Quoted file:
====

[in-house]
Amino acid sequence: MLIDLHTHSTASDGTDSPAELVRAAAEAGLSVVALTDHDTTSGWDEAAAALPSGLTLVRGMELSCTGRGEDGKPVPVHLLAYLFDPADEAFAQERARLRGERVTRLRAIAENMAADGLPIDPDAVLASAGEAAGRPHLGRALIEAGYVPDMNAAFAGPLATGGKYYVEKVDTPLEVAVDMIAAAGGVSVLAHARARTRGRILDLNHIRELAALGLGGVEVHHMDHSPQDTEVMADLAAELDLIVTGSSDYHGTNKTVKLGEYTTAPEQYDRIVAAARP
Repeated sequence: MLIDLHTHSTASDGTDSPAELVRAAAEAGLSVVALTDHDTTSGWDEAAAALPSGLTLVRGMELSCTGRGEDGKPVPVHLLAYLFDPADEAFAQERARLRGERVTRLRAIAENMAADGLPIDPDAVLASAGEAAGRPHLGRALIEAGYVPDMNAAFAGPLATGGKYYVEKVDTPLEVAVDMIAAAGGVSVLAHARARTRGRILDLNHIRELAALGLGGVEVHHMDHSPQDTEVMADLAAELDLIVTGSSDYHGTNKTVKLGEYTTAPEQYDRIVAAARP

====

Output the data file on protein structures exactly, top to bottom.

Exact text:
[in-house]
Amino acid sequence: MLIDLHTHSTASDGTDSPAELVRAAAEAGLSVVALTDHDTTSGWDEAAAALPSGLTLVRGMELSCTGRGEDGKPVPVHLLAYLFDPADEAFAQERARLRGERVTRLRAIAENMAADGLPIDPDAVLASAGEAAGRPHLGRALIEAGYVPDMNAAFAGPLATGGKYYVEKVDTPLEVAVDMIAAAGGVSVLAHARARTRGRILDLNHIRELAALGLGGVEVHHMDHSPQDTEVMADLAAELDLIVTGSSDYHGTNKTVKLGEYTTAPEQYDRIVAAARP
Repeated sequence: MLIDLHTHSTASDGTDSPAELVRAAAEAGLSVVALTDHDTTSGWDEAAAALPSGLTLVRGMELSCTGRGEDGKPVPVHLLAYLFDPADEAFAQERARLRGERVTRLRAIAENMAADGLPIDPDAVLASAGEAAGRPHLGRALIEAGYVPDMNAAFAGPLATGGKYYVEKVDTPLEVAVDMIAAAGGVSVLAHARARTRGRILDLNHIRELAALGLGGVEVHHMDHSPQDTEVMADLAAELDLIVTGSSDYHGTNKTVKLGEYTTAPEQYDRIVAAARP